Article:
We’ve made it our mission to become America’s gateway to live entertainment. We even put it on our wall, right by the front entrance of our office.
So one area we’ve focused on is live event recommendations. After all, you can’t go see your favorite band if you don’t know it’s in town.
For the past year, we’ve been improving the recommendation service that powers our recommendations calendar on seatgeek.com…
…as well as our concert recommendation app on Spotify:
After much work, we’ve finally advanced it to the point where we’re comfortable integrating it with our public events API and releasing it to the world.
We believe our recommendations are far more advanced than anything you can find on the Web right now, and we’re excited to see developers start to use it.
How Most Music Recommendation APIs Work
Recommendation engines operate on a pretty simple principle. You take a whole bunch of users and find out what they like. Then you build a whole bunch of correlations of the form, “People who like X like Y.” From that, you assume that X is similar to Y. When your next user comes along who likes X, you say to him or her, “We think you might like Y as well.”
There are quite a few publicly available APIs that support “similar artist” type queries. Last.fm has a good one. It’s a simple model to implement. The results are easy to cache. The problem is you get some pretty mediocre results when you try to do anything interesting.
A Motivating Example
Let’s say we have a user, Bob. Bob lists his two favorite musicians as Taylor Swift and Kenny Chesney. If you were to hit the SeatGeek API and ask for similar artists, you might get something that looks like this:
Artists Similar to Taylor Swift 1. Carrie Underwood 2. Justin Bieber 3. One Direction 4. Katy Perry 5. Ed Sheeran Artists Similar to Kenny Chesney 1. Tim McGraw 2. Brad Paisley 3. Zac Brown Band 4. Jason Aldean 5. Keith Urban
Taylor Swift is a pop star with country influences and teen appeal. Unsurprisingly, she is most similar (on a 1:1 basis) with Carrie Underwood, another pop star with country influences and teen appeal. But she is also similar to some teen pop sensations (Justin Bieber) and some ordinary pop stars (Katy Perry).
Kenny Chesney, on the other hand, is pretty much just a country singer.
You can probably guess where I’m going with this. If Bob likes Taylor Swift and Kenny Chesney because he’s a country music fan and we start encouraging him to go see One Direction shows, he’s gonna be none too pleased.
And yet, unless you want to go through the trouble of building out your own recommendation system from scratch, that’s about the best you can do in terms of public APIs on the Net.
How the SeatGeek Recommendation API Works
The proper way to recommend music for Bob is to find other users like Bob and figure out what they like. In other words, to say, “People who like X and Y like __.” If Bob were to give us a third preference, the question becomes, “People who like X, Y and Z like __.” If he gives us a fourth preference, we use that as well.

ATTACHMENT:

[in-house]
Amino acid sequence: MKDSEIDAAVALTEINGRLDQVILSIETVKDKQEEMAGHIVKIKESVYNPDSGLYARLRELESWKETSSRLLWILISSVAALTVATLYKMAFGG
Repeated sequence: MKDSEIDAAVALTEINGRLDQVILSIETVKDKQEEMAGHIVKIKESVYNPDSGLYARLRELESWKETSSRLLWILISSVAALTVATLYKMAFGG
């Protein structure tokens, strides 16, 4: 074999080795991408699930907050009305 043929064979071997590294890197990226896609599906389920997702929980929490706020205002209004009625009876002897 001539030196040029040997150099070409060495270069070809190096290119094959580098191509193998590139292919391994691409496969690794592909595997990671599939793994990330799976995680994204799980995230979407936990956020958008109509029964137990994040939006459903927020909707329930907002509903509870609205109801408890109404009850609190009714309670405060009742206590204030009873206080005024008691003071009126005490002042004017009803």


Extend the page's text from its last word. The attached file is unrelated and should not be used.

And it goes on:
Because the space of possible combinations grows exponentially, we can’t just compute all of these similarities and cache them. Instead, we use some clever math and compute affinity scores in real time. That allows us to support extremely flexible recommendation queries internally that we can use to build interesting experiences for our users.
Let’s go back to Taylor and Kenny. What happens if we try combining their preferences?
Artists Similar to Taylor Swift + Kenny Chesney (Jointly) 1. Tim McGraw 2. Jason Aldean 3. Carrie Underwood 4. Brad Paisley 5. Zac Brown Band ... 16. Katy Perry 23. Justin Bieber 31. One Direction
As you can see, the country music rises to the surface, and the teen-pop sensations fall out of the way.
Now let’s see what happens if we find a second user, Alice, who identifies her favorite bands as Taylor Swift and Katy Perry. Well, we might suspect she’s a fan of female pop stars, and our recommendations bear that out:
Artists Similar to Taylor Swift + Katy Perry 1. Ke$ha 2. Justin Bieber 3. Pink 4. Carrie Underwood 5. Kelly Clarkson ... 44. Zac Brown Band 49. Kenny Chesney
As we go deeper into the rabbit hole with more preferences, the recommendations become more and more advanced.
What follows is an example, simplified preference space. Green bands are ‘similar’ to X. Red bands are ‘similar’ to Y. Blue bands are ‘similar’ to Z. A user likes X and Z. What should we recommend?
Most recommenders combine preference through what is essentially a union operation. If a user likes X and Z, he will be shown events which are similar to X and events which are similar to Z.
SeatGeek’s recommendation engine (code-named Santamaria) computes the joint recommendation set of X and Z. In effect, it extracts the similar characteristics of X and Z and recommends other performers that share those specific traits. This leads to a much more accurate set of recommendations for the user.
As the number of seeds grows, the composition of preferences becomes more and more specific, and we can accurately recommend shows to people with fairly idiosyncratic tastes.
Using Our API
We’re very excited to be finally opening up our recommendations API to the public. The full documentation for our API can be found here:
You’ll need a SeatGeek account and an API key to get started:
Step 1: Request an API key here: https://seatgeek.com/account/develop
Step 2: Find some SeatGeek performers
Step 3: Make a request using SG performer IDs
The API takes a geolocation parameter, an arbitrary list of performers, and a wide array of filtering parameters.